By KRS Edstrom



 Dear KRS, I am 39 years old and 5’7'’ tall. My build is medium to large. I would like to get my weight down from 241 to 151 or so. My life is quite stressful and I am on an anti-depressant called Zoloft, without which I could not function. Could you tell me of a weight loss/shape up program I could do myself? I belong to a gym, and have time to exercise. Thanks.
Zoloft User Wanting Exercise Plan

Dear Zoloft User,
Exercise is exactly the right answer for “all that ails you” — stress, excess weight and even depression. Studies have shown that exercise can significantly reduce depression. In fact, mental institutions are increasingly using exercise for just that purpose and it has proven to compete quite respectably with prescriptive anti-depressants. I have had many clients who started exercising with the primary goal to get in physical shape, but after feeling the uplifting psychological benefits, now exercise primarily for the stress reducing or “feel good” aspect. That’s when I know they’re hooked for lasting reasons and are truly self-motivated.

What is the best weight loss program for you? One you will DO. I’m not being sarcastic. If you don’t like it you won’t keep it up for long. Anything that gets you to safely move your body and sweat 4-5 times a week for 20-40 minutes will do the trick. Skip the weights until you get hooked on exercise and closer to your ideal weight. Right now you want to focus on mental fitness, losing the excess weight and getting healthy versus building muscle. Walking is an excellent, safe fat burner if you move at a good pace. Walk with a friend and watch the miles slip by as you talk. Remember to start out any exercise program gradually and increase frequency, duration and intensity as your mind and body are ready. Also mix up your exercise routine to avoid boredom and injuries.

Dear KRS,
I am a 21-year-old female college student. I have taken a yoga class and am currently taking a stress management class. In both of these classes, on occasion the instructor has invited the class to meditate or otherwise enter a deeper state. No one but me seems to have a problem engaging in this activity, but as soon as the instructor invites us to close our eyes, I start to cry and feel terrible. I don’t experience any frightening or sad images when I close my eyes, it’s just that a lump forms in my throat and the tears start coming.

Today we had a guest lecture by a hypnosis expert, who demonstrated a simple hypnosis technique on a classmate and then taught us a simple method of self-hypnosis . . . except for me. While the rest of the class was moving toward relaxation, I found myself inexplicably tense, in tears and had to leave the room. I was trying to follow her instructions, but for some reason they had an opposite effect to the one intended. After class I went back to my room and cried for about an hour, feeling terrible.

Can you give me any advice or insight? I’d really like to someday be able to meditate and relax without all this emotional pain.
Crying Meditation

Dear Crying Meditation,
Congratulations in your quest toward inner growth and having the courage to resolve your meditation dilemma rather than pushing it away. Please recognize that this is as important a process for you as learning to relax. Every obstacle presents itself to us as an opportunity for growth. In facing this you may well be digging deeper than anyone else in the class who is gliding through effortlessly. Here are a few suggestions to help you make use of this wonderful challenge:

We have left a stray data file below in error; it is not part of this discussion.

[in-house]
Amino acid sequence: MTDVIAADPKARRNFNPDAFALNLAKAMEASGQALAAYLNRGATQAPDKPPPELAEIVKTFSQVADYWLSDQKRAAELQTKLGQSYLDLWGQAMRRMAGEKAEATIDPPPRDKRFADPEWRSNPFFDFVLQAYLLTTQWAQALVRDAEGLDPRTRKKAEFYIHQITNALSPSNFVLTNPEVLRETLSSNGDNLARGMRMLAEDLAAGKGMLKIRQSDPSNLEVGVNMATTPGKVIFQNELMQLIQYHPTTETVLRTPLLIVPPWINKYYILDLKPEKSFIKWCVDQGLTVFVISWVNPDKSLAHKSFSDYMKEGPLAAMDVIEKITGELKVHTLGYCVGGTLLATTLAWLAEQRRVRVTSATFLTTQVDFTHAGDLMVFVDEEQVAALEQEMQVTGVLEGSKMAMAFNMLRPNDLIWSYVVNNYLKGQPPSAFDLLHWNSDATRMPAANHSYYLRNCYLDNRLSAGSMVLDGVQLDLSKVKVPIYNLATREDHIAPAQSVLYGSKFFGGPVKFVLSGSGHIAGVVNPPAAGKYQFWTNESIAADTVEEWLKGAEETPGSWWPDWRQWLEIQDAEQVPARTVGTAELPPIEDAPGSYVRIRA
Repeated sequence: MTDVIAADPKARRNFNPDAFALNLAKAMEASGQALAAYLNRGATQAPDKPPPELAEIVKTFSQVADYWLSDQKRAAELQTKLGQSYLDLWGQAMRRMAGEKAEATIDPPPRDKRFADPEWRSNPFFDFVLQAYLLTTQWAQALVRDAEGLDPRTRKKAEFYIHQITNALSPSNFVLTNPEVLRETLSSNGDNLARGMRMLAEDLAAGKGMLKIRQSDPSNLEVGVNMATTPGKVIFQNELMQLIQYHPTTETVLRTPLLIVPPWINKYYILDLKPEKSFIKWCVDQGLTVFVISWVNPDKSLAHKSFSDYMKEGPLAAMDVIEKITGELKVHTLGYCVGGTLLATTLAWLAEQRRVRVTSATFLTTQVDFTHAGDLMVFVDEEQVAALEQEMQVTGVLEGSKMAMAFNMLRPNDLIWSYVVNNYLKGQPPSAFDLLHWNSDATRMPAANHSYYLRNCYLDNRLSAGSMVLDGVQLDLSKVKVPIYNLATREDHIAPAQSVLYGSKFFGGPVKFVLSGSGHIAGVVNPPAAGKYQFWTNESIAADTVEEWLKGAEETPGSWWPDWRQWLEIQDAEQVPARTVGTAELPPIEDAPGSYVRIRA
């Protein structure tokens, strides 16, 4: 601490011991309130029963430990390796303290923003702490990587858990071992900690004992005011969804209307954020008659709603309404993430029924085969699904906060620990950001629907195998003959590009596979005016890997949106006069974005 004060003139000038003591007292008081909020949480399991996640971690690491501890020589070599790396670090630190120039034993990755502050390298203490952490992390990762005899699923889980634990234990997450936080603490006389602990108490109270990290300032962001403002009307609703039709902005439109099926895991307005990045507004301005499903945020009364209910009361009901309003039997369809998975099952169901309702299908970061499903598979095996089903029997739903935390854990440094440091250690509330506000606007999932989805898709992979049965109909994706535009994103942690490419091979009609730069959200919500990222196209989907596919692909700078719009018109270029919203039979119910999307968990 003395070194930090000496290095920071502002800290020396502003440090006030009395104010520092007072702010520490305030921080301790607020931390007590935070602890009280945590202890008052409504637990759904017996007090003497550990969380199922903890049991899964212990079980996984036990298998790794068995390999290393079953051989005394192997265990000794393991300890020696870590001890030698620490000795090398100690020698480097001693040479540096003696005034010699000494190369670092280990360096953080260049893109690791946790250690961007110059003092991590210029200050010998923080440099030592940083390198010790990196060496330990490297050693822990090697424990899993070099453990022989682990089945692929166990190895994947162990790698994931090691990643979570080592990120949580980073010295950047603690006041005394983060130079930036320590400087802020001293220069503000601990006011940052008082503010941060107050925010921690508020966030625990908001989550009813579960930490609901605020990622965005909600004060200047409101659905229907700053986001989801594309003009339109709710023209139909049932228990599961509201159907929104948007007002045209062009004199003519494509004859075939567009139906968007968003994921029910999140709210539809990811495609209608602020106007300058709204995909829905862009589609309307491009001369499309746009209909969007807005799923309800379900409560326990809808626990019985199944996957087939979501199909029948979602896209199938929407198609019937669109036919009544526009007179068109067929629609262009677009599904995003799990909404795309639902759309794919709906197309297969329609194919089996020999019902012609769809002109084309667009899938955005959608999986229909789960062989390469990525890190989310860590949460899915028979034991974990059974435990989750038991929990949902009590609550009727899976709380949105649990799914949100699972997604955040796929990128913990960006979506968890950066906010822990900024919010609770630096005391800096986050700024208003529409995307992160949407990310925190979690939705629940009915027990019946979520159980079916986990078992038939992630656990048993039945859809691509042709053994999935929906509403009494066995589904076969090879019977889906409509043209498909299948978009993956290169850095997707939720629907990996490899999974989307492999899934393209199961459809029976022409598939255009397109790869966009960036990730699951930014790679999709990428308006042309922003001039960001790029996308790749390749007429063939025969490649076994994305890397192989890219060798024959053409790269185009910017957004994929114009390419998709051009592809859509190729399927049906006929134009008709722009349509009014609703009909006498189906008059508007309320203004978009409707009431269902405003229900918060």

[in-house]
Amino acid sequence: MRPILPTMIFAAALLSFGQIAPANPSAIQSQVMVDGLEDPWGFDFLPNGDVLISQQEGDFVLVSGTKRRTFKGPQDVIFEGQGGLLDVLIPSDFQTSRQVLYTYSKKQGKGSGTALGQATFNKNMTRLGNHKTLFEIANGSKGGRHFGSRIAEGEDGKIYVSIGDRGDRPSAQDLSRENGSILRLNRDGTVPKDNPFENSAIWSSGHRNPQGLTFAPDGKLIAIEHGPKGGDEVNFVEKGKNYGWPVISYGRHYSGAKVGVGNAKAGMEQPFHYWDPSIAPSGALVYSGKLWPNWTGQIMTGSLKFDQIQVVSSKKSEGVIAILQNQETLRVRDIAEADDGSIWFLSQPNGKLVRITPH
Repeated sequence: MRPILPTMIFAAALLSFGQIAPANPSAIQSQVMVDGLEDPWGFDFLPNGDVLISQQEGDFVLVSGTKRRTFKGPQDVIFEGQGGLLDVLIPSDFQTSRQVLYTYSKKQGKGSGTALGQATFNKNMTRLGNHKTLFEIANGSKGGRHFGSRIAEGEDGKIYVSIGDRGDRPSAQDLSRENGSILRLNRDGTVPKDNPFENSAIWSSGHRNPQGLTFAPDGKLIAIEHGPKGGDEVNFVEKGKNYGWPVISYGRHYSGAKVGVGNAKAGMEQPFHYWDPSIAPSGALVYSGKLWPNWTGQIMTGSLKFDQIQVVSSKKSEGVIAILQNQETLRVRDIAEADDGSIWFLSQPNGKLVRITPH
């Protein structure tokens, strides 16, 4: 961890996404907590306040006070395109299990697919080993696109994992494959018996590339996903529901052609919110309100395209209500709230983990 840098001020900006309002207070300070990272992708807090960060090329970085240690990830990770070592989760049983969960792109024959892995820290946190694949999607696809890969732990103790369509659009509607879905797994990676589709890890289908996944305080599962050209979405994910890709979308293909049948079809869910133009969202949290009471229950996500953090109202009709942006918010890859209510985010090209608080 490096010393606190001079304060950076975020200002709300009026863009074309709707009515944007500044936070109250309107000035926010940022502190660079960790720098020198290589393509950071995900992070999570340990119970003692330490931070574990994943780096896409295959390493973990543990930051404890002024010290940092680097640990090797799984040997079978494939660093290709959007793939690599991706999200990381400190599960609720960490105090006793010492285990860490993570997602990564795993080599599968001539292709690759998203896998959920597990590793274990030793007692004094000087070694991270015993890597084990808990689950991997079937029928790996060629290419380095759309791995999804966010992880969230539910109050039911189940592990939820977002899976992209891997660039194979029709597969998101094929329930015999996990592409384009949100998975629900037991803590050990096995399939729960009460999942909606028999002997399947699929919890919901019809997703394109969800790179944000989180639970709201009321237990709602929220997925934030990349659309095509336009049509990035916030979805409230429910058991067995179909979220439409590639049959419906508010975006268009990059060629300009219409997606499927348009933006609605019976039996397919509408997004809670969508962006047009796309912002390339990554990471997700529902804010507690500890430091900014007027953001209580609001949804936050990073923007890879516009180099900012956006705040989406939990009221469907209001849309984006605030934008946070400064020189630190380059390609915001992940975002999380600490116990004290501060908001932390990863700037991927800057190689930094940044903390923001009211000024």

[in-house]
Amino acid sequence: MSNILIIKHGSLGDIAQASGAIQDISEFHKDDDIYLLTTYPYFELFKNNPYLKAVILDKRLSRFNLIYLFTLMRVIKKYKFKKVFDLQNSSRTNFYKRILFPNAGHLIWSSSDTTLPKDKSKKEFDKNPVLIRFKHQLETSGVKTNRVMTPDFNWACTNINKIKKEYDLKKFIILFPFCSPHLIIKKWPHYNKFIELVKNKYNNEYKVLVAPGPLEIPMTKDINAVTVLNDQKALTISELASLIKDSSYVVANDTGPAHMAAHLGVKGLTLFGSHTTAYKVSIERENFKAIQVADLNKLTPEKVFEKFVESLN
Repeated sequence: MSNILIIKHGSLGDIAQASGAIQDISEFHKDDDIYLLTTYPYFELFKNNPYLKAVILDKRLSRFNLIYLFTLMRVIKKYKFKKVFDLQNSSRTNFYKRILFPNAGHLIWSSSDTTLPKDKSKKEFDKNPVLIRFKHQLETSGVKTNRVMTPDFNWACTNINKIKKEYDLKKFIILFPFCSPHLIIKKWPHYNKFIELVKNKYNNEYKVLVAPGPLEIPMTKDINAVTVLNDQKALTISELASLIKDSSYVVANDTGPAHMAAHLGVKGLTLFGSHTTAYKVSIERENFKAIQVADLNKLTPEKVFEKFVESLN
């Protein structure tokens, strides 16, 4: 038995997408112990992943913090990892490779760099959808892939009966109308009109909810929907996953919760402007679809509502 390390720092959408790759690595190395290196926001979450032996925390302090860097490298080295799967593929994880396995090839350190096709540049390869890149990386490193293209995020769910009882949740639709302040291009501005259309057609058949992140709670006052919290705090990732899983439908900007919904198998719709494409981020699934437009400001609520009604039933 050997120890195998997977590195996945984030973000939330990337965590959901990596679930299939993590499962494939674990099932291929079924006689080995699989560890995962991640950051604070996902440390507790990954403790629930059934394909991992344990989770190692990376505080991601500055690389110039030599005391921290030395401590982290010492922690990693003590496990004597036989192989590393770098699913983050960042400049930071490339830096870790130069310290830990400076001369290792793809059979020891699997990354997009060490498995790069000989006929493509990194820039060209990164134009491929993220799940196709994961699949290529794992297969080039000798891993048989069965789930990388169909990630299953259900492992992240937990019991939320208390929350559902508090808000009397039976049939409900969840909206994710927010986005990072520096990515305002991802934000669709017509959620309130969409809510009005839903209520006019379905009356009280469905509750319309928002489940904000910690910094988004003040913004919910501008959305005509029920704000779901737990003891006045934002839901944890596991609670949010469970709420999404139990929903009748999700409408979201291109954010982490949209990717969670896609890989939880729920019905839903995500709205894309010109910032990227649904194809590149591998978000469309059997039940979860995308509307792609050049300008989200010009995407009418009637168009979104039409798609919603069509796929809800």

1) Ease into it, little by little. If your experience is worse when you close your eyes, keep your eyes open. In fact, at first you might want to actually look around the room a bit and keep yourself partially distracted from the experience, listening to it “in the background” of your mind. Feel free to come and go from the classroom as you like. (You might want to explain your process to the instructor and stay in the back of the class so you don’t disrupt the class as you leave).

2) You might want to try other instructors or start with an audio tape so you can play just a very few minutes of it at a time in the privacy of your own room. I have guided meditation tapes you can test for free on my website at ( ). Go to the Serenity & Meditation Corner). Again, listen to just a bit at a time. My tapes focus on a technique called mindfulness that actually works with the discomfort of the emotions. In meditation, sensations and feelings arise that have been buried for a long time, so when they appear they can sometimes sort of pour out. It can seem a bit strange and even scary because it is different. But relaxing around the discomfort can be very transformative and exciting work.

3) Write about it. Going to a still place can alarm some people because there is something they don’t want to “see” or remember, such as abuse. I’m not suggesting this is the case, but merely trying to present you with as much information as possible. You might try writing about your experience and see what comes out of that pen. For example, what emotion is there at that moment when the tears come? Describe (write about) those feelings.

KRS Edstrom, M.S., is an author, lecturer and columnist. She is available for private sessions (by phone or in person) and seminars on meditation, motivation, stress, pain, weight loss and other personal growth issues. Her books and audios offer solutions for healthful, conscious living. For free soothing guided meditations and more, please visit KRS’ “Serenity and Meditation Corner” at  .  For more info call (323) 851-8623 or e-mail: askkrs@aol . com

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